In a memo from Naomi T. Gray, Elsie Jackson, Helen Stanford, and Wylda B. Cowles, Community Relations Program for Planned Parenthood-World Population, to Alan F. Guttmacher, PP President dated April 11, 1966 they write, “ there was a consensus at the staff retreat that the tax-savings approach as a rational for providing birth control services has generated mistrust of Planned Parenthood’s motives among some segments of minority group communities—especially the Negro. This approach coupled with the population control message has proved to be explosive. The question now is how to handle the situation in such a way as to improve Planned Parenthood’s image , and if possible, to prevent the generation of further mistrust.”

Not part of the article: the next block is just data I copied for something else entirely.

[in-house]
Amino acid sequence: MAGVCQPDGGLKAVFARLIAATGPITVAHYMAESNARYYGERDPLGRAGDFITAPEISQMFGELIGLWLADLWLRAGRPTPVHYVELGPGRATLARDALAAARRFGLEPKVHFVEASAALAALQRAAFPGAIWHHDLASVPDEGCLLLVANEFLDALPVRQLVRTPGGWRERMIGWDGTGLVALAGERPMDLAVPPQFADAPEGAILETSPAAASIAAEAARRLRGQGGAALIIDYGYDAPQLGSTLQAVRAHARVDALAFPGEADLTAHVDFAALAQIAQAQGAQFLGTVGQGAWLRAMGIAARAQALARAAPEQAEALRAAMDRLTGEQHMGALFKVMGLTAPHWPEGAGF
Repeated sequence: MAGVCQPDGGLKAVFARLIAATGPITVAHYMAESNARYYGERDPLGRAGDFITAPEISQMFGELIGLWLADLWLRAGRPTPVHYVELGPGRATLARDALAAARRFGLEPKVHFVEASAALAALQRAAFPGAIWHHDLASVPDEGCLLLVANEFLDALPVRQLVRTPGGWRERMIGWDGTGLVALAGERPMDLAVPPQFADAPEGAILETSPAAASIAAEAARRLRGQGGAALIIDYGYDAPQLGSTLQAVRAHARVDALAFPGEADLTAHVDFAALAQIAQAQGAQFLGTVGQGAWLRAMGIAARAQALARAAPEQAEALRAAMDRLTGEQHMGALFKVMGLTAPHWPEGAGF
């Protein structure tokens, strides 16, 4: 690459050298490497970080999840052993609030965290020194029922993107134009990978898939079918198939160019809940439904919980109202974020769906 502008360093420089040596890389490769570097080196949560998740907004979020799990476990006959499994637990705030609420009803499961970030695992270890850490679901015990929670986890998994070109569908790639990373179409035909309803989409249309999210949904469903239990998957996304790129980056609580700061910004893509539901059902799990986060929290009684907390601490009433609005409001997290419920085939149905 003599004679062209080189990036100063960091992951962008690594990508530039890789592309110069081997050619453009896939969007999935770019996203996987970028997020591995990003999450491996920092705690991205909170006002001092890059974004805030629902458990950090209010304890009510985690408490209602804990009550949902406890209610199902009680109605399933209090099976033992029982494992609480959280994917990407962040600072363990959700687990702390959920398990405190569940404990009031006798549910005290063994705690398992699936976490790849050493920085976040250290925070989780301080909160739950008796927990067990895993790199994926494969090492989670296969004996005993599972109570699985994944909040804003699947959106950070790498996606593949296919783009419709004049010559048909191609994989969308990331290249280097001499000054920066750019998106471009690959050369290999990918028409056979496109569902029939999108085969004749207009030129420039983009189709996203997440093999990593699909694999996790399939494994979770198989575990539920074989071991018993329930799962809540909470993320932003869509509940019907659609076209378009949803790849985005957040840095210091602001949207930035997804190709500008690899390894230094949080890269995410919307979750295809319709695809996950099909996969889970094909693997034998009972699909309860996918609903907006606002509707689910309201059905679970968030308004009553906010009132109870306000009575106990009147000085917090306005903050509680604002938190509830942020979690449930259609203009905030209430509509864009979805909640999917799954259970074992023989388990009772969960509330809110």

In 1967, Douglas Stewart, Director of Community Relations with Planned Parenthood World Population, noted in a memorandum to the Executive Directors ,Planned Parenthood Affiliates, and Regional Directors that at the July 21-23 Newark Black Power Conference the conference passed an anti-birth control resolution, “I was in attendance at the Black Power Conference held in Newark, New Jersey as a representative of Planned Parenthood –World Population. It is interesting to note that even though the conference passed an anti-birth control resolution, I was personally well received…” Stewart did make this suggestion, “I would strongly recommend that all “outreach” personnel be instructed to minimize discussions of population control in the minority group…”